Furthermore, it seemed to me that cities were getting larger and larger, and rural populations smaller and smaller, and cities leaned to the Democratic side, so the Democrats would soon have unbeatable majorities in many regions of the country.
So here's what I predicted: the Republicans would represent a smaller and smaller portion of the American public, and they would be so fragmented with infighting, that they would splinter to irrelevance. Meanwhile, the Democrats would rush in to fill the vacuum that the Republicans left.
And I almost got it right, too. By the time of the 2016 election, I thought that my predictions, which I had been making for well over 10 years, were finally coming true. I thought that I was witnessing the splintering of the Republican party before my very eyes. It seemed that people - especially elite pundits - were leaving the Republican party in droves, like rats off a sinking ship. Some of them, like George Will, Brent Scowcroft, Max Boot, and Hank Paulson, jumped to the other side and endorsed Hillary Clinton. Others, like Paul Wolfowitz, were cast adrift and seemed like men without a country. As the Republican party seemed to be contracting, the Democratic party seemed to be expanding to include such people. I thought that Donald Trump represented what was left after the rich, educated power-brokers had left - he represented the rump of the party, the dregs. I expected him to be a laughing stock and a symbol of the collapse of Republicanism.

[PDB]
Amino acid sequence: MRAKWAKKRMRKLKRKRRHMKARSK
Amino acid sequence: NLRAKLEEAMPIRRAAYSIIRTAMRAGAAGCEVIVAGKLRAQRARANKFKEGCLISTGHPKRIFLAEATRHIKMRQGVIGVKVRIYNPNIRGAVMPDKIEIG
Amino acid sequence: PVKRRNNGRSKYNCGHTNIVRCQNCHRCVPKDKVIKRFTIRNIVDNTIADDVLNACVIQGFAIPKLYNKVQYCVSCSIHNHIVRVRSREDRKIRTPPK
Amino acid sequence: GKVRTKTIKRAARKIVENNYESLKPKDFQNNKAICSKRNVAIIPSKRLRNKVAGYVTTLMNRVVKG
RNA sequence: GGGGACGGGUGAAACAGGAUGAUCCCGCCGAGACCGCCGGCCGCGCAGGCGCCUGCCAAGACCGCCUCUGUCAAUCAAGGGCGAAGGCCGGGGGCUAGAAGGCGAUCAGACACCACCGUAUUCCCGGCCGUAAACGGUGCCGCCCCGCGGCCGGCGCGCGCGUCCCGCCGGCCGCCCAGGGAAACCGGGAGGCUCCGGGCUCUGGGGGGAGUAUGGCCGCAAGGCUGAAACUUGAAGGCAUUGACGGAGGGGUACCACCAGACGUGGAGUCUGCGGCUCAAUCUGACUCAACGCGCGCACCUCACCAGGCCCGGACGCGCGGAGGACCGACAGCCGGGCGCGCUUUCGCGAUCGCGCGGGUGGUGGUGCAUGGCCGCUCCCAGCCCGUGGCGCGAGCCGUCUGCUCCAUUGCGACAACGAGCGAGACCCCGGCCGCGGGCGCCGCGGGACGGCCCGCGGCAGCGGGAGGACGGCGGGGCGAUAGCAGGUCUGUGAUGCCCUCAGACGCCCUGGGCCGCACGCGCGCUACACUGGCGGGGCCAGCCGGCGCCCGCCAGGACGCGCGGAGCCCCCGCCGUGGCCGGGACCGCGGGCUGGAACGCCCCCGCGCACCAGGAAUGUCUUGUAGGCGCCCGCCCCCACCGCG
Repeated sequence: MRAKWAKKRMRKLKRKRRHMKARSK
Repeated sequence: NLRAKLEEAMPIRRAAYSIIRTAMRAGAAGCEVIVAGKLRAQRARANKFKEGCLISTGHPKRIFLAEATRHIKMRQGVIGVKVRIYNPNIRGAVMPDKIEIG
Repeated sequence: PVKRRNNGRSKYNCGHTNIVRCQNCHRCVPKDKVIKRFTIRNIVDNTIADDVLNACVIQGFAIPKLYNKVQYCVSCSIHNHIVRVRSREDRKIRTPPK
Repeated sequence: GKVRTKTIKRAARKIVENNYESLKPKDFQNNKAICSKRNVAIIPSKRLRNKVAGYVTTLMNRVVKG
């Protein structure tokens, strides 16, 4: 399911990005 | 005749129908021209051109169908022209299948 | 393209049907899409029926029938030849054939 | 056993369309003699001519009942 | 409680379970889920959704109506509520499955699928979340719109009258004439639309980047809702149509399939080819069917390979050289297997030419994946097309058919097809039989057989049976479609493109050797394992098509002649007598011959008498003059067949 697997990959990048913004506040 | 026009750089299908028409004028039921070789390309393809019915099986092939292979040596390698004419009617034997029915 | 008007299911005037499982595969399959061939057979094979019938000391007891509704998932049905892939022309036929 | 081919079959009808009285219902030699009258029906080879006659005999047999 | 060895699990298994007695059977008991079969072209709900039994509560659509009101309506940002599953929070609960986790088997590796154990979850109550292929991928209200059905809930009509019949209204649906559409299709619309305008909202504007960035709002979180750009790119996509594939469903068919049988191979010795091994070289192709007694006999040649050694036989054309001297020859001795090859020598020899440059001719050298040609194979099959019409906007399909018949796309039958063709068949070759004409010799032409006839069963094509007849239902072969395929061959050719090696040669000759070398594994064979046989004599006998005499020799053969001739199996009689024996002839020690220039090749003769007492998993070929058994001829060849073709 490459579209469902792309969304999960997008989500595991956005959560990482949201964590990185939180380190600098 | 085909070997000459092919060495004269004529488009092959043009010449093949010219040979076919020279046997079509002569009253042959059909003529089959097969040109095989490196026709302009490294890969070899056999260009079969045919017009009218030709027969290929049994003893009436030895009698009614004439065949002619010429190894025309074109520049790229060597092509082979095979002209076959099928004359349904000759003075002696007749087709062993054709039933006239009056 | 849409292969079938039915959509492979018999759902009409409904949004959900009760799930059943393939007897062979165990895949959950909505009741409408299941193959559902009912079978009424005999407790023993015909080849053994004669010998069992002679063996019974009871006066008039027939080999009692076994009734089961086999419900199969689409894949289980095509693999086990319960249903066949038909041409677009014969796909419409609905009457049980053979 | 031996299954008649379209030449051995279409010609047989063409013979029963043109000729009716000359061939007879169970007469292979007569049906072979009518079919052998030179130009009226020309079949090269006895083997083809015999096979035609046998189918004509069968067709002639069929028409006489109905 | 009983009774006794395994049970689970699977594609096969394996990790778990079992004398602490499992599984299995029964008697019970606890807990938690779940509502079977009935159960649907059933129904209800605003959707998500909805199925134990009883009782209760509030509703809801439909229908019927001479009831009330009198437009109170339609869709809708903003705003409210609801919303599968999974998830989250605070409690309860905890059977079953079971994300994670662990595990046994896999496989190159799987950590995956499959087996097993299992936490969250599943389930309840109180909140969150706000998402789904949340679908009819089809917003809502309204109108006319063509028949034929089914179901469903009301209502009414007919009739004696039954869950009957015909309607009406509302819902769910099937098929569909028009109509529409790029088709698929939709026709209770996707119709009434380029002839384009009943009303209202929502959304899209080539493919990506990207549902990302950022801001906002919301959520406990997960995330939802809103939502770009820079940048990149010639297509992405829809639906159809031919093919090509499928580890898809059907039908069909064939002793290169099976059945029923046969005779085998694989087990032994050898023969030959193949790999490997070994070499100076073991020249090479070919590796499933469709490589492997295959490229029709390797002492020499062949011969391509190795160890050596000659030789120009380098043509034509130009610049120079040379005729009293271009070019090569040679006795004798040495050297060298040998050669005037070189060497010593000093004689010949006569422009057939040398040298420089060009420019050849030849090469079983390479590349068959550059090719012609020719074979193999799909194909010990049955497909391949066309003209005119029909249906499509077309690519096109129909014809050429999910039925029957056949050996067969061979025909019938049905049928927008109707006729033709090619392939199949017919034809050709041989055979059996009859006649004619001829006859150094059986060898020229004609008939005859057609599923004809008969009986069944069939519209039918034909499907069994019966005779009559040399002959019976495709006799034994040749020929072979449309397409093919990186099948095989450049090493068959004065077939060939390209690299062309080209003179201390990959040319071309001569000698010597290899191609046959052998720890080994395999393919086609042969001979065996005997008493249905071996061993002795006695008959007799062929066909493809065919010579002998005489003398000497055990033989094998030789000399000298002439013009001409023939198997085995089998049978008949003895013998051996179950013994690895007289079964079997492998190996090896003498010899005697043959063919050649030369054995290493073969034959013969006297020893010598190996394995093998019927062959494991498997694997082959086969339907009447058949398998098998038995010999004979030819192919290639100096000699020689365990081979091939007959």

I thought we were heading for what amounted to a new one-party system, not unlike the one that existed in Japan for decades: a system in which one party is massively dominant, but several smaller parties exist. So there would be the One Big Party - call it the Democratic party, if you like: the party of Chelsea Clinton and Jeb Bush and Meghan McCain and Ronan Farrow - and then there would be all the tiny little other parties: the Libertarian Party, the Green Party, the State's Rights Party, the Conservative Party, the Reform Party, the Serve America Movement, the Marijuana Legalization Party, the Patriot Party, the Communist Party, and so on. None of them would get voters in the double digits. Maybe there would be something calling itself a "Republican" party or "G.O.P." or whatever, but it would never get more than 25% or at best 30% of the vote, and it just wouldn't matter anymore. If they could put aside their differences and unite, all these small parties might just beat the Big Party, but they'd be too locked into their mutual petty grievances to manage it.
Why did I think that? Because it seemed to me that a self-perpetuating vicious cycle had already begun. When a party loses power, it no longer pays for moneyed interests to invest in it, because there's less of a return on their investments. With less money, it becomes harder and harder to hire the people necessary to win victories. Which means they have less power, and so therefore less money, and so on.